There’s a story behind our most expensive ingredient

Josephine Lochhead is the third generation of the founder of Cook’s Vanilla.

One of the biggest challenges for any food business, especially a small business, is sourcing and managing ingredients.  We’ve designed our business and pricing so that the inevitable fluctuations in the price of flour, eggs (sometimes they double in price), butter and sugar don’t have too much of a negative impact on us.  But when the global vanilla crisis tipped the scale over the $500 a gallon mark, it was painful.  I cautiously started researching other suppliers and thankfully, I met Josephine.

No manufacturer likes to see the cost of materials rise.  Fortunately, we are not under the pressure large corporations face where they sometimes cut corners to keep everyone happy.  We’re always looking for better ways to manage our raw materials but refuse to shave a few pennies off by using inferior ingredients.  We upgraded our sugars awhile back to a brand-name that carries the non-GMO label, just to be sure we were giving our customers the best experience.

We’ve had the same vanilla supplier for a long time – one of the top manufacturers in the world.  We’ve watched the price climb from $95 to over $500 a gallon, sticking with the pure extract when imitation products can be had for about $6 a gallon.  But as the global supply constraints have loosened up and vanilla is more readily available, changes in their policies made it difficult to get what we needed.  My research led me to Cook’s Vanilla.

Angus Lochhead, Founder and Grandfather

When you call Anna’s Gourmet Goodies, there’s a near 100% chance you’ll be speaking with one of the owners, Debbie or myself.  When I called Cook’s I was pleasantly surprised that I got to speak with Josephine Lochhead, the third generation of owners.  I spent time on their website reading the company history and my initial conversation confirmed that the spirit of Cook’s was in alignment with our values at Anna’s Gourmet Goodies.

The Cook’s story begins with Angus Lochhead in 1918.  He saw an opportunity for superior vanilla to be used in ice cream, baked goods and candies and built his first factory in 1919 starting Lochhead Manufacturing Company.  Despite losing the factory to fire in 1925 and the Great Depression of 1929, Angus persevered refusing to give up his dream and continued to grow his company.

His son Ray studied mechanical and chemical engineering at Cal Tech.  After a stint in the US Navy during WW II, he finished his studies at Cal Tech and joined the family business in 1948.

Ray Lochhead, his plane and his motorcycle

One of the things that inspires me about great entrepreneurs and business owners is the passion to ‘make it happen’ and the spirit of innovation.  Ray moved his family to Paso Robles, CA and built his own airplane to help serve customers on the west coast.  To save money, he cut his Honda 50 motorcycle (it’s really more of a scooter) in half and installed hinges so he could fold it up and carry it in the plane.  When he landed, he assembled the bike and went off to visit customers and sell vanilla.  On rainy days he hung out in the laundromat until the rain stopped and his clothes dried.  Here’s a business owner that is committed to making it happen.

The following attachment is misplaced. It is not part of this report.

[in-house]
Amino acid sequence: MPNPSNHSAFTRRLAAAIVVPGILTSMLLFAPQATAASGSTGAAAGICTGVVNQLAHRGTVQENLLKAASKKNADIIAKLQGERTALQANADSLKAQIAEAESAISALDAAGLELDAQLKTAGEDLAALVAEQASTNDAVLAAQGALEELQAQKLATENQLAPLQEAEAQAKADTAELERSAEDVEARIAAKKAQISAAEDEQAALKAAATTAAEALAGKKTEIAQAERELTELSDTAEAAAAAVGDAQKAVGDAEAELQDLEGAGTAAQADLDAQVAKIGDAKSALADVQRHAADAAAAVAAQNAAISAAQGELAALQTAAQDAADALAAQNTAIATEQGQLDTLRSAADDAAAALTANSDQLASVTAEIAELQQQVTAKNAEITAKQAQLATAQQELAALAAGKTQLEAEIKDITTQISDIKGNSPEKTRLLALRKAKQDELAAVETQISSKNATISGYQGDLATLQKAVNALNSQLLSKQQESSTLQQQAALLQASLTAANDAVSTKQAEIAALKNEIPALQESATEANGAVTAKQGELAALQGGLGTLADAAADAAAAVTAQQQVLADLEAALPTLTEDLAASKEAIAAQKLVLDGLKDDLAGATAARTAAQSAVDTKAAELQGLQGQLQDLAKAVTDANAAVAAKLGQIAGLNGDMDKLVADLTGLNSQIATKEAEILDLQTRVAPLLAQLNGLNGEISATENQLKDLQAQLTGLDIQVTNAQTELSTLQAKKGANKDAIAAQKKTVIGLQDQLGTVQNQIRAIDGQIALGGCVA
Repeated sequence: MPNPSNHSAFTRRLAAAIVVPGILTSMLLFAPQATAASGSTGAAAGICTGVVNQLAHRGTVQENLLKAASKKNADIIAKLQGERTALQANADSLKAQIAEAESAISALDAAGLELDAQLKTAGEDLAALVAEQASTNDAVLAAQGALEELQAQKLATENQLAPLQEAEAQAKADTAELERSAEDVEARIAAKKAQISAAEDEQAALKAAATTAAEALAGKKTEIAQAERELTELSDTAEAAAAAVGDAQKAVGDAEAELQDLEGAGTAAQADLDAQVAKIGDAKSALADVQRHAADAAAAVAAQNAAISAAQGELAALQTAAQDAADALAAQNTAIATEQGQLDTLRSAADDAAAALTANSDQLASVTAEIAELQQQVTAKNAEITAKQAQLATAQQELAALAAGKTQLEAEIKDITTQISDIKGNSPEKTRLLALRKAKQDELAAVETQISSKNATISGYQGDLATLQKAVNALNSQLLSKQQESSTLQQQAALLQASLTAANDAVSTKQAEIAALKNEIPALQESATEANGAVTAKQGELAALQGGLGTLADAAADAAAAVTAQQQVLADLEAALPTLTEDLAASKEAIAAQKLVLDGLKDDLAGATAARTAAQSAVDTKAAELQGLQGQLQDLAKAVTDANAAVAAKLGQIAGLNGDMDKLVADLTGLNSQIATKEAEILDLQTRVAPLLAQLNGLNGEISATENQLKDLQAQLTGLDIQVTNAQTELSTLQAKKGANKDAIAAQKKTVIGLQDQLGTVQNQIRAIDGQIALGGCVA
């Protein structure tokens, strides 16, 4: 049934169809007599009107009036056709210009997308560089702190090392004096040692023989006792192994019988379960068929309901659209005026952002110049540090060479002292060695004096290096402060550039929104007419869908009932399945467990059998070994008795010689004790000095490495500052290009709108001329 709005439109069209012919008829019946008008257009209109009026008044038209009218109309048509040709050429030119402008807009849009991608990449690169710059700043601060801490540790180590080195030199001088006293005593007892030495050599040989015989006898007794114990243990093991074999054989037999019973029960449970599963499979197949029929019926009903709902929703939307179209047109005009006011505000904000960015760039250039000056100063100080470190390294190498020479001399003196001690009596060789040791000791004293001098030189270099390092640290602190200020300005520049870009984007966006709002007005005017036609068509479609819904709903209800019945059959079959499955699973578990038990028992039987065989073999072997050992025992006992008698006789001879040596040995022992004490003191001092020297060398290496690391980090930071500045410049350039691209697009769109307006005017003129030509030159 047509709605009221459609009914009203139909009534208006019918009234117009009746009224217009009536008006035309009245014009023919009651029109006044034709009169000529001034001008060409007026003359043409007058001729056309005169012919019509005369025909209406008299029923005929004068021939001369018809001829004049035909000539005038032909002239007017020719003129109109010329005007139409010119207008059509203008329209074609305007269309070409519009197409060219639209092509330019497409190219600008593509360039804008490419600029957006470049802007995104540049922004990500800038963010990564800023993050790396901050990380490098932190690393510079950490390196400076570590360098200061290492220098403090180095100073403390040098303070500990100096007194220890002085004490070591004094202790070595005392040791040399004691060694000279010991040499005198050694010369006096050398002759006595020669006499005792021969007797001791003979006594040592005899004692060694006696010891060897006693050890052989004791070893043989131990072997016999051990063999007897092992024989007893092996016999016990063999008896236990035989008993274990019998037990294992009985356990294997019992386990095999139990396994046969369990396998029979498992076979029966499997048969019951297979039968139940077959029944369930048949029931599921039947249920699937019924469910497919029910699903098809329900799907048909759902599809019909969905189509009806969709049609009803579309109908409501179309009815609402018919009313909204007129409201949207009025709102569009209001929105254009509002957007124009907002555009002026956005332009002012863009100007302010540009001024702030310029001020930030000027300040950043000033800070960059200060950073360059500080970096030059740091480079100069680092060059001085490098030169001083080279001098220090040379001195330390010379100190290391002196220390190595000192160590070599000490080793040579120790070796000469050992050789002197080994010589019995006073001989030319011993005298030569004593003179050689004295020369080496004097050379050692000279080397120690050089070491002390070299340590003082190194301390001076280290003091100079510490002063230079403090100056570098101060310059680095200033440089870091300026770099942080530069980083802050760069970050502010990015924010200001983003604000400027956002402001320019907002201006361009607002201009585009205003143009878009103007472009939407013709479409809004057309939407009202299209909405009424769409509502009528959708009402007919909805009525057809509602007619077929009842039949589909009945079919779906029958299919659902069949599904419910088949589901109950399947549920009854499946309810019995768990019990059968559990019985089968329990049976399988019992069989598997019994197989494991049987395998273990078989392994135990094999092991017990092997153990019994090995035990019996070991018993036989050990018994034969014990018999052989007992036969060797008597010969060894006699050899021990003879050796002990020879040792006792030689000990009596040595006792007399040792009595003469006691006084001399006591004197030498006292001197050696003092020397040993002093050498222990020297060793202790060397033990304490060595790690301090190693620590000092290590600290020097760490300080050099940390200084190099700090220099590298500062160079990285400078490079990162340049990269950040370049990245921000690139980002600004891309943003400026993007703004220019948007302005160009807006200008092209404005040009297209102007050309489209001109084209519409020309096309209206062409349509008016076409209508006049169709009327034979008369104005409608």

Besides the mechanics of making a superior vanilla product, Ray understood the importance of ingredients and relationships with the supplier.  He forged lasting relationships with vanilla growers in Bali, Fiji, Tonga and Madagascar that continue to this day.

The Cook’s name came about in the 80’s when Ken Cook, President of Dreyer’s Grand Ice Cream teamed up with Ray and Lochhead Manufacturing to form a new brand, Cook’s Pure Vanilla.  When Ken passed away in 1991, Ray and his daughter Josephine acquired Cook’s and merged the two companies together.

Building relationships that span generations

I learned more about vanilla in that first conversation with Josephine than I’ve known since starting the business.  She wasn’t selling me on their product, talking about price, telling me my current supplier was not good or any of that non-sense.  She was the epitome of Simon Sinek’s mantra, ‘The goal is not to sell to people who will buy what you have, but to sell to people who believe what you believe’.  I hung up knowing that once again, Anna’s Gourmet Goodies had made the right connection.

She sent us samples and we tried them in our cookies and brownies, as well as some other baked goods we don’t sell.  We even sent out samples to some of our customers.  Our tests along with results from our trusted taste tester (no, you can’t have her job) led us to pick a winner.

We placed our first order with Cook’s and will begin adding their ingredient to our products over the next few months.  And just like our relationship with our friends at Lindley Mills, we’ve found another supplier that not only is going to provide us with a superior quality product, but who runs their business based on principles that have stood the test of time.  Both companies measure their longevity in triple digits.

I can’t say for sure that Anna’s Gourmet Goodies will hit the 100-year mark, but as we close in on 20% of that, I can tell you that we continue to refuse to compromise on the quality of our ingredients and align ourselves with businesses and people who believe what we believe.  I believe that’s a recipe that will stand the test of time.

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